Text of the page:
<p>Preface ix</p> <p>List of Contributors xiii</p> <p><b>1 The Evolution and Ontogeny of Deep Social Mind and the Social Brain 1<br /></b><i>Andrew Whiten</i></p> <p>Introduction 1</p> <p>Primate Machiavellian Intelligence and the Social Brain 3</p> <p>Testing and Elaborating on the Social Brain Hypothesis 5</p> <p>Primate Social Complexity and Social Cognition 8</p> <p>From Machiavellian Intelligence to the Cultural Intelligence Hypothesis 9</p> <p>The Cultural Intelligence Hypothesis and the Vygotskian Intelligence Hypothesis 14</p> <p>The Evolution of Deep Social Mind 15</p> <p>The Ontogeny of Deep Social Mind: The Life History Matrix 17</p> <p>Extended Childhood 18</p> <p>Neoteny 19</p> <p>The Ontogenetic Development and Evolutionary Foundations of Deep Social Mind and Its Social Brain 20</p> <p>Cooperation 21</p> <p>Egalitarian Sharing 22</p> <p>Mentalizing 25</p> <p>Cultural Learning and Cumulative Culture 27</p> <p>Language: Positive Feedback Between Elements of Deep Social Mind 32</p> <p>Concluding Remarks 34</p> <p>References 34</p> <p><b>Part I: Animal Models of Social Brain Function</b></p> <p><b>2 Neurobiology of Infant Sensitive Period for Attachment and Its Reinstatement Through Maternal Social Buffering 47<br /></b><i>Regina M. Sullivan and Maya Opendak</i></p> <p>Introduction 47</p> <p>Neurobehavioral Assessment of Learned Maternal Cues During the Attachment Sensitive Period 53</p> <p>Maternal Control Over Stress Hormones: Social Buffering 56</p> <p>Changing Neurobehavioral Consequences of Social Buffering 61</p> <p>Uncovering the Effects of Early-life Adversity 62</p> <p>Adult Effects of Early-life Abuse Are Rescued by Infant Maternal Odor 63</p> <p>Concluding Remarks 65</p> <p>Acknowledgments 66</p> <p>References 66</p> <p><b>3 Marmoset Monkey Vocal Communication: Common Developmental Trajectories With Humans and Possible Mechanisms 87<br /></b><i>Asif A. Ghazanfar, Daniel Y. Takahashi, Yisi S. Zhang, and Jeremy I. Borjon</i></p> <p>Introduction 87</p> <p>The Marmoset Monkey Model System 88</p> <p>Babbling and Perinatal Influences on Vocal Output 90</p> <p>Development of Vocal Turn-taking 96</p> <p>Turn-taking as the Developmental System Upon Which Infant Vocalizations Are Learned 97</p> <p>The Autonomic Nervous System as the Engine for Vocal Development 101</p> <p>Evolutionary Origins 103</p> <p>Conclusions 104</p> <p>Acknowledgments 105</p> <p>References 105</p> <p><b>Part II: Higher-Order Human Social Brain Function</b></p> <p><b>4 The Social Brain in Adolescence and Adulthood: Lessons in Mindreading 115<br /></b><i>David Pollard, Stephanie Burnett Heyes, and Ian Apperly</i></p> <p>Introduction: What Am I Thinking? 115</p> <p>Reading Minds at One’s Fourth Birthday Party: The Cognitive Foundations of Mentalizing 117</p> <p>A Primer for the Neural Foundations of Theory of Mind 118</p> <p>What the Difficulties of Adults Can Tell Us About Theory of Mind Reasoning 120</p> <p>Storing and Using Someone’s Mental State 121</p> <p>Inferring Someone’s Mental State 122</p> <p>Use of Mental State Inferences to Guide Social Behavior 124</p> <p>Reading Minds Like Breathing Air: “Automatic” Perspective Taking 125</p> <p>Building a Theory of Mind: Functional and Neural Changes Through Childhood and Adolescence 130</p> <p>Social Changes 131</p> <p>Cognitive Changes 132</p> <p>Neural Changes 133</p> <p>Conclusion 136</p> <p>References 137</p> <p><b>5 Developmental Social Neuroscience of Morality 147<br /></b><i>Jean Decety and Jason M. Cowell</i></p> <p>Introduction 147</p> <p>Definitional Issues and Theoretical Perspectives 150</p> <p>Perception and Sensitivity to Interpersonal Harm 155</p> <p>Experiencing and Perceiving Pain: The Most Basic Level 156</p> <p>Early Signs of Emotional Sensitivity 158</p> <p>Empathic Concern and Its Key Role in Morality 163</p> <p>Implicit Sociomoral Evaluations 167</p> <p>Neurodevelopmental Changes in Third-party Perception of Interpersonal Harm 172</p> <p>Neurological Lesions That Impair Moral Cognition and Behavior 175</p> <p>Atypical Functional and Anatomical Connectivity 176</p> <p>What We Have Learned 179</p> <p>Where Should Developmental Neuroscience Be Heading? 181</p> <p>References 183</p> <p><b>Part III: Summary and Future Directions</b></p> <p><b>6 Development of the Social Brain: From Mechanisms to Principles 199<br /></b><i>Ralph Adolphs and Jed T. Elison</i></p> <p>Introduction 199</p> <p>Mechanistic Features of Neural Development 203</p> <p>The Social Environment: Permissive, Instructive, Enabling, and/or Buffering? 205</p> <p>Causality: Partial Correlation Versus Temporal Order 208</p> <p>What Are the Processes? Insights From the Varied Nature of Mentalizing 210</p> <p>Domain Specificity Revisited 211</p> <p>From Mechanisms to Principles 212</p> <p>Acknowledgments 215</p> <p>References 215</p> <p>Author Index 219</p> <p>Subject Index 233</p>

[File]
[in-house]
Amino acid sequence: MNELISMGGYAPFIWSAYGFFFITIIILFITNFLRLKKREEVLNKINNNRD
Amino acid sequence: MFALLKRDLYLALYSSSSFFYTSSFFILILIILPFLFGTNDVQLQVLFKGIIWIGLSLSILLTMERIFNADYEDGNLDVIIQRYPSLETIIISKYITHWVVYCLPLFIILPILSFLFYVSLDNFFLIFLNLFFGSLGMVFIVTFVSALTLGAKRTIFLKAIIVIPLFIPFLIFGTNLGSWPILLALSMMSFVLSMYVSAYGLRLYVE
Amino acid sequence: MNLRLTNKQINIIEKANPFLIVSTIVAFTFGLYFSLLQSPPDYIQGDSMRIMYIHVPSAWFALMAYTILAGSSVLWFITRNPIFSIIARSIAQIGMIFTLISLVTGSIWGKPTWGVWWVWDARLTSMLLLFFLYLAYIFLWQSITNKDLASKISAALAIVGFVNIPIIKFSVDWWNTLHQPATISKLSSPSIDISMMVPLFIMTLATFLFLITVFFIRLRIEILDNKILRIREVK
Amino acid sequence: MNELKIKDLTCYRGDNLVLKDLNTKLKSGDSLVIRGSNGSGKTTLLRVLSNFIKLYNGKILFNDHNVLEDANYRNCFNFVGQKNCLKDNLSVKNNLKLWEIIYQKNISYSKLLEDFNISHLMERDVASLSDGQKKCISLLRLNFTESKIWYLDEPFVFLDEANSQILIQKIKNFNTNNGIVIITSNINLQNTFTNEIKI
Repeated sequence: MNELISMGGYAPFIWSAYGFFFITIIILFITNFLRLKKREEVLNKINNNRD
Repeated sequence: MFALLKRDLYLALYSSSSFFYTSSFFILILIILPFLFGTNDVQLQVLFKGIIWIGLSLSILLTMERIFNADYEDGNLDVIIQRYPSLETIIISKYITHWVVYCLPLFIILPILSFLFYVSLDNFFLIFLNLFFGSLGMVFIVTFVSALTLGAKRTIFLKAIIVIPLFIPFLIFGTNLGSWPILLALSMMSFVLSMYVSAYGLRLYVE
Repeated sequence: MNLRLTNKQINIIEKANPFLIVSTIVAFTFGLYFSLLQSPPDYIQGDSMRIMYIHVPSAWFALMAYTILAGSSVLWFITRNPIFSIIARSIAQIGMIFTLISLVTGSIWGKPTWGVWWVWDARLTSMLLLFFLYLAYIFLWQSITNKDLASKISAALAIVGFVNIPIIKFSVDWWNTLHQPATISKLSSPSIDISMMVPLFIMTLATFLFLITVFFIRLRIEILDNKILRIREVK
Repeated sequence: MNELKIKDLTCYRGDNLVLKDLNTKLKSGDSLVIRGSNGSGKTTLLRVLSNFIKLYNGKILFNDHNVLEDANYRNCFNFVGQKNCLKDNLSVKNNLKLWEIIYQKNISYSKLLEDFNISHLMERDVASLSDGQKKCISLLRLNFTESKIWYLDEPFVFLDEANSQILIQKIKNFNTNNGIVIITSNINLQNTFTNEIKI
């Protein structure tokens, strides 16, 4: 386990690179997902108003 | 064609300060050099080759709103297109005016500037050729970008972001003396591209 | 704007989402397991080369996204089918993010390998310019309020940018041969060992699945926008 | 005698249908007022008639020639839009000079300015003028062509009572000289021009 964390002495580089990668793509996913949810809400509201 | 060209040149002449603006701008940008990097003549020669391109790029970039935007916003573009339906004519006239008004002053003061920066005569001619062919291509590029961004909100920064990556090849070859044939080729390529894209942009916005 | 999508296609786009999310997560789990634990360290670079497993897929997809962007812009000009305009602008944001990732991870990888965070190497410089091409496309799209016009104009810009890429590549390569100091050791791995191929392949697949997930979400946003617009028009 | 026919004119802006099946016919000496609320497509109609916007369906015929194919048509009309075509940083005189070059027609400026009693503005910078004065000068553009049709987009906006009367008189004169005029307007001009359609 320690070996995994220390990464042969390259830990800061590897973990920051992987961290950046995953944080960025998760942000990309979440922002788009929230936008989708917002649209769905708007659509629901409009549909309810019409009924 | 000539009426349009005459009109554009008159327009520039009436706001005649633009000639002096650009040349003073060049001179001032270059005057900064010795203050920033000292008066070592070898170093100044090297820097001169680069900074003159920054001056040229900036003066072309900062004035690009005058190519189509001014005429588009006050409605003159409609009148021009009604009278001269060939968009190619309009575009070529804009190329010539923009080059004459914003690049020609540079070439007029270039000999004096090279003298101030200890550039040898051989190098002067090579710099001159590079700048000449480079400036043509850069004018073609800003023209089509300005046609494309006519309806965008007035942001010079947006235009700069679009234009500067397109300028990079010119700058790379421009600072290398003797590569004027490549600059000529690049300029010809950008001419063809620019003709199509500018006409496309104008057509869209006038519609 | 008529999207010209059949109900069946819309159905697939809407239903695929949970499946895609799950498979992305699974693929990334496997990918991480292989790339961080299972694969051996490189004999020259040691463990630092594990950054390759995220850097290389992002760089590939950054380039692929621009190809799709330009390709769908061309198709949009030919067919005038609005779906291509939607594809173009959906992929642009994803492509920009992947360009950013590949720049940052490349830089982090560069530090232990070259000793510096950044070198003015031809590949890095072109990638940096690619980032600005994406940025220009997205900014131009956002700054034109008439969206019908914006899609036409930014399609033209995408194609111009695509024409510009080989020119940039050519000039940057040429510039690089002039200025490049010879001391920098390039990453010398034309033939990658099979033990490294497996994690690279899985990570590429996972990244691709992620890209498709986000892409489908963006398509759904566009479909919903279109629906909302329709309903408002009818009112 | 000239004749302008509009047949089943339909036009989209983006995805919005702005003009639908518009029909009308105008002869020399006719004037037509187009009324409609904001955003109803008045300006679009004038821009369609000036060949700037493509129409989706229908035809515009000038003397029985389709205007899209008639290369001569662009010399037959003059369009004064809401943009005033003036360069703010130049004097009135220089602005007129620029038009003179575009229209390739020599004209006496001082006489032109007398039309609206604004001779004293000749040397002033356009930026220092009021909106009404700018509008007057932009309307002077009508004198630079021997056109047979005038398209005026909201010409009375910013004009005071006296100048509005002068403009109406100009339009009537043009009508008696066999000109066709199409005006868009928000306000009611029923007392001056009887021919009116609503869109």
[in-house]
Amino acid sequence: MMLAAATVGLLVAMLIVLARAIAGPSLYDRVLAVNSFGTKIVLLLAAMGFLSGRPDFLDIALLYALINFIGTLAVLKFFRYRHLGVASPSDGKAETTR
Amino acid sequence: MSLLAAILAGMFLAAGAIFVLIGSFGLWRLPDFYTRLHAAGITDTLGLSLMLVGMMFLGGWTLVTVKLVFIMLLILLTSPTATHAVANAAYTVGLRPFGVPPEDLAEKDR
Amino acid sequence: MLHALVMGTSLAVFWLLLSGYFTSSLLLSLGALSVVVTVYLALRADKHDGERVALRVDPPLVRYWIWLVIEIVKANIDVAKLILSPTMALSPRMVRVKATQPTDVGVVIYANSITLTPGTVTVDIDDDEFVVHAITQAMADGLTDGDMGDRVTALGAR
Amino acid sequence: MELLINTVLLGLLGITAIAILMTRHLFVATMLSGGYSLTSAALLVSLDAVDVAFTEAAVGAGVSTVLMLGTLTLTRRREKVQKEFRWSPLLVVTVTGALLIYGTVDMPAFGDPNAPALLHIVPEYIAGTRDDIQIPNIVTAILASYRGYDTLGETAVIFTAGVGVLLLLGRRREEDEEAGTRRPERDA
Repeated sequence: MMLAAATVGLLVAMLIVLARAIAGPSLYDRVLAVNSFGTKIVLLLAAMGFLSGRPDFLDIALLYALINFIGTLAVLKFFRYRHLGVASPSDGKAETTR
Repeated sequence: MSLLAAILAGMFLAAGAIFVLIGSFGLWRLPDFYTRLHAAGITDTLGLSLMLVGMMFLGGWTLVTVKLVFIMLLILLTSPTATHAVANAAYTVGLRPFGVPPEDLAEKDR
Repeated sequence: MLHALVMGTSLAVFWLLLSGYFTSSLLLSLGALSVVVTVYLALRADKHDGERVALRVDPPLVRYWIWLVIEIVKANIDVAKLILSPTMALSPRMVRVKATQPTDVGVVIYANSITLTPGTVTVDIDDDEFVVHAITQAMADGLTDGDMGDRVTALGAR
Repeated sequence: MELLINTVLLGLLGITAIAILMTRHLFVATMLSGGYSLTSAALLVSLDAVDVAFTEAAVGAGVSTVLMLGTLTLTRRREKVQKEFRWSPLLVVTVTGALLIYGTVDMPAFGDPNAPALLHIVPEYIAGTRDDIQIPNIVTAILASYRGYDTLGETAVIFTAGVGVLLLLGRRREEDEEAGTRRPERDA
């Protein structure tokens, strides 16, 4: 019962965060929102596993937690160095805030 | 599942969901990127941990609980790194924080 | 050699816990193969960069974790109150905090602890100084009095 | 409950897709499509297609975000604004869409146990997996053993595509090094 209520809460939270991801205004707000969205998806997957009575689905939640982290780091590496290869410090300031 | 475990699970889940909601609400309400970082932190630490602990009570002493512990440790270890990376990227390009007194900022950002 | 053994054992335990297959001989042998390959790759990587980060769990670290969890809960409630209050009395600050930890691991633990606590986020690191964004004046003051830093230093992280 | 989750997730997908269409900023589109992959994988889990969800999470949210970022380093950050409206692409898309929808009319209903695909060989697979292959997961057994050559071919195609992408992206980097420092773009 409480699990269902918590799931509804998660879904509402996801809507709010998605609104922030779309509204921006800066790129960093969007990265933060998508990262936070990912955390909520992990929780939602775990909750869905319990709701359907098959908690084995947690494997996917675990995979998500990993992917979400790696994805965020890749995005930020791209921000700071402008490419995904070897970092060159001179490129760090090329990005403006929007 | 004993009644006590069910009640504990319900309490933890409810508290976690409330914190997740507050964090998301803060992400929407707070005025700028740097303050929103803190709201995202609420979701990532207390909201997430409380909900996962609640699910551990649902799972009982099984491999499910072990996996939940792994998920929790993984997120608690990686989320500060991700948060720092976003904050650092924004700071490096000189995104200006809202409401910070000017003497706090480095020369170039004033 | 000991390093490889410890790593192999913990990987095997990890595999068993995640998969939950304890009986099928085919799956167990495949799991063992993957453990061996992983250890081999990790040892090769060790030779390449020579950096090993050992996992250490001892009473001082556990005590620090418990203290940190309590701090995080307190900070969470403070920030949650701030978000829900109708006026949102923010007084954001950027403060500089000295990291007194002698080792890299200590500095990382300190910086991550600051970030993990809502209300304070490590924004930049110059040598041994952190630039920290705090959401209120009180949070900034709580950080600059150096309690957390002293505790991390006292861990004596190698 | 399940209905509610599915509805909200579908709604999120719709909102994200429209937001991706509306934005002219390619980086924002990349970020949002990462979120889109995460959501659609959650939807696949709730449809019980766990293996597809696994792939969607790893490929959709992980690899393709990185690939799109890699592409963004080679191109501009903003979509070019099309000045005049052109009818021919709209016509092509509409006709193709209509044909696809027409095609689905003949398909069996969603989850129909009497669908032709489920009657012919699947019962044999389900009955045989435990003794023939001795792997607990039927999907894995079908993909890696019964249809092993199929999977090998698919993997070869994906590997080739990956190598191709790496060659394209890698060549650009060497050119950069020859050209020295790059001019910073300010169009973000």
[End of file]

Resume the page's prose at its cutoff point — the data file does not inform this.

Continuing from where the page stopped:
<strong>Jed T. Elison</strong>, Ph.D., an is Assistant Professor at the Institute of Child Development, University of Minnesota, with joint affiliations with both the Departments of Pediatrics and Nueroscience. He has contributed to over 40 publications on child development. <p><strong>Maria D. Sera</strong>, Ph.D., is a Professor at the Institute of Child Development, University of Minnesota. She has contributed to over 40 publications on the development of language and its relation to cognitive development. She recently co-authored a National Academy of Sciences report on promoting language and educational success in dual language learners.